At hospitals around the UK nurses continue to pull on fresh scrubs and prepare for another day caring for patients. But many have been “rocked to the core” by the Lucy Letby case and some fear the foundation of public trust has been shaken.
That was the message from senior nurses on Tuesday as the horror of the child killer’s sentencing sank in and the profession braced for a long task to reassure families and patients that Letby’s crimes, and the institutional failings that appeared to have allowed them to continue, were truly an anomaly.
The focus is sharpest on neonatal nurses, charged with caring and often saving the lives of the smallest and most vulnerable people – newborn babies.
The Neonatal Nurses Association is encouraging its members to seek help and said there would be an impact on them all. “Your work, day in, day out, is essential, valued and is making a positive difference to babies and families,” it told them in a Facebook message. “We urge you to seek support as needed and recognise as individuals how challenged this verdict may make you feel.”
There has been a sense of shock, anger and, at the Countess of Chester hospital where Letby worked, guilt that her crimes were not prevented.
“You can see everyone questioning what has gone wrong, how could this have happened,” said Dr Amanda Lee, a neonatal nurse for more than two decades and now a senior lecturer in nursing at Manchester Metropolitan University. “As happened with the Beverley Allitt case, you start questioning everything that you do.”
Allitt, a nurse on a children’s ward in Lincolnshire, killed four infants in 1991.
Letby’s crimes – killing seven babies and attempting to murder six more – have struck to the heart of nurses’ responsibility to “do no harm”, Lee said. What has happened feels “almost like a professional slight”, she said.
“People keep referring to Letby as ‘the nurse’ but she isn’t a nurse now,” said Lee. “That is really grating on me as a professional nurse. My professional status means that I have to uphold trust with the public; that I do no harm.”
There is some limited solace in the fact that Letby was “an outlier but it has happened on people’s watch”, she said. “Everyone around her will be questioning, could I, should I have done anything different.”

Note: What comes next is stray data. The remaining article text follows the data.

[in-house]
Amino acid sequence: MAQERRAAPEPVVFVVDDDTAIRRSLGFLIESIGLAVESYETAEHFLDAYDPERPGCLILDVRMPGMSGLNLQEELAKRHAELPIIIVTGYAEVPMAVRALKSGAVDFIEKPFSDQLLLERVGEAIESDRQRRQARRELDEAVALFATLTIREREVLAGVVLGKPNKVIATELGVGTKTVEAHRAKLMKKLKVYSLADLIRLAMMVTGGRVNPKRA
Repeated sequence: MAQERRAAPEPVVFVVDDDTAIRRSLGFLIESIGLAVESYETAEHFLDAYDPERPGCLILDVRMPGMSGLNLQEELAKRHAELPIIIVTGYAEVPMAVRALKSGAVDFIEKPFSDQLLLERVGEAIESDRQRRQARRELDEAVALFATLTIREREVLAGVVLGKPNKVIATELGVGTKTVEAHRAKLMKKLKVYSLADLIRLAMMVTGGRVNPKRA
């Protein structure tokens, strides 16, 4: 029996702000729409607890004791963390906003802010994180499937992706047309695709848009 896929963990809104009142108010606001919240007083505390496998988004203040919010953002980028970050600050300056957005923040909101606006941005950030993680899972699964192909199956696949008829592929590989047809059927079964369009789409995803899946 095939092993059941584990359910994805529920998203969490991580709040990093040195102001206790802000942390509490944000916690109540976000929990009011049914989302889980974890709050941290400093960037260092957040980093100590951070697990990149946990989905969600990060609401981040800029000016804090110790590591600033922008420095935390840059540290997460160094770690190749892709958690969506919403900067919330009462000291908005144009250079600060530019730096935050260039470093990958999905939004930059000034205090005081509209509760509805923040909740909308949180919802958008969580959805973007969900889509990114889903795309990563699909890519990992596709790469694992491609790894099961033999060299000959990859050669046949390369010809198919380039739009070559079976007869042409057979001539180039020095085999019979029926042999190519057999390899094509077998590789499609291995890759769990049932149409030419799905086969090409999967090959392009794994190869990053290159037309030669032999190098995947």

Ann Lloyd Keen, the chair of the Patients Association, a campaigning charity, said nurses had a privileged position of trust in society but “if we can’t look after the newborn babies, what are we about?”
As well as advocating for patients, Keen is a registered nurse who used to work in neonatal care, and was a health minister under Gordon Brown.
She said nurses were “horrified that it was not spotted” and considered that the fact that Letby was “white, blonde, very middle class” probably affected the failure to stop her as she “didn’t look like a murderer”, adding: “The sad reality is that if you were black, brown, Asian, you probably would have been investigated a lot quicker.
“I am angry with how this was managed,” Keen said. “The guilt that will be around the clinicians that were involved in that case will be tremendous.”
Dr Ravi Jayaram, a consultant paediatrician at the Countess of Chester hospital, has said he repeatedly raised concerns about Letby months before police were alerted.
Keen said: “Safety isn’t a priority of the NHS at the moment. I hear nurses saying quite regularly to me that they know they’re not caring at the standard that they want to. How can you be safety-aware when you’re nursing in corridors?”
Dr Jayne Chidgey-Clark, who leads an NHS-funded network of Freedom to Speak Up guardians, which gives staff a place to express concerns, said the Letby case “shocked me to the core … [and] I am sure nurses across the country are feeling as I do right now”.
She said nurses “absolutely can – and must – speak up if something doesn’t feel right”, adding: “The judge called Letby’s actions ‘malevolence bordering on sadism’.
“The terrible actions of such criminals in healthcare is extremely rare. I hope the actions of this one individual do not erode that trust. We saw during the pandemic how the overwhelming majority of nurses come to work, sometimes putting their own health at risk, because they care deeply for the people in their care and their families.”